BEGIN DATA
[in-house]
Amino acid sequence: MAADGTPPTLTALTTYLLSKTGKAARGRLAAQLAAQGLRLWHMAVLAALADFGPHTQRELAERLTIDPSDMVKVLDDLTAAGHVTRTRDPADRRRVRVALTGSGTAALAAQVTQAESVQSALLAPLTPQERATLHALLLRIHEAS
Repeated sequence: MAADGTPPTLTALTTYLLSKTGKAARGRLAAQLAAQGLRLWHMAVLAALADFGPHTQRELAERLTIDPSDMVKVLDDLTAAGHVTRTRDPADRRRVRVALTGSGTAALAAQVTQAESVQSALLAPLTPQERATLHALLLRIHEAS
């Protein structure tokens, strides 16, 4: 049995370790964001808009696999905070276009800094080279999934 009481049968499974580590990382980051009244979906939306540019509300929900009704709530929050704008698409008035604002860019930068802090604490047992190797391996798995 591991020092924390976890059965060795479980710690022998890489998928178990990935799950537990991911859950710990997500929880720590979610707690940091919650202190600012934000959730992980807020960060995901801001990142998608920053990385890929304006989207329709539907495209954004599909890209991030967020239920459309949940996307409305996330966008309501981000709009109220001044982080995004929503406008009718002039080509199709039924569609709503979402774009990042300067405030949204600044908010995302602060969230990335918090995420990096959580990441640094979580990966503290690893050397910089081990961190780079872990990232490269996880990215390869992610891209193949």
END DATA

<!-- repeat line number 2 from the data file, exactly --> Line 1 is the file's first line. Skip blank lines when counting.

Amino acid sequence: MAADGTPPTLTALTTYLLSKTGKAARGRLAAQLAAQGLRLWHMAVLAALADFGPHTQRELAERLTIDPSDMVKVLDDLTAAGHVTRTRDPADRRRVRVALTGSGTAALAAQVTQAESVQSALLAPLTPQERATLHALLLRIHEAS